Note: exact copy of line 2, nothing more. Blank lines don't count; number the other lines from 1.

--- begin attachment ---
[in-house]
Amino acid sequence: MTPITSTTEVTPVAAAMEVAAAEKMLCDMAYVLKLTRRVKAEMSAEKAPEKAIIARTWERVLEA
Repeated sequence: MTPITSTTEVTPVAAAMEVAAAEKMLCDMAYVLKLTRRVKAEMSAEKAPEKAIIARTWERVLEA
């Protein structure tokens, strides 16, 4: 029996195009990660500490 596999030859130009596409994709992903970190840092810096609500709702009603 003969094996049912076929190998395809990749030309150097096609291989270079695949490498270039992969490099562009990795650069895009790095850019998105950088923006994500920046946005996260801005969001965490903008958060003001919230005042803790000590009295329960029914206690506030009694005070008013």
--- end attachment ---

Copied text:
Amino acid sequence: MTPITSTTEVTPVAAAMEVAAAEKMLCDMAYVLKLTRRVKAEMSAEKAPEKAIIARTWERVLEA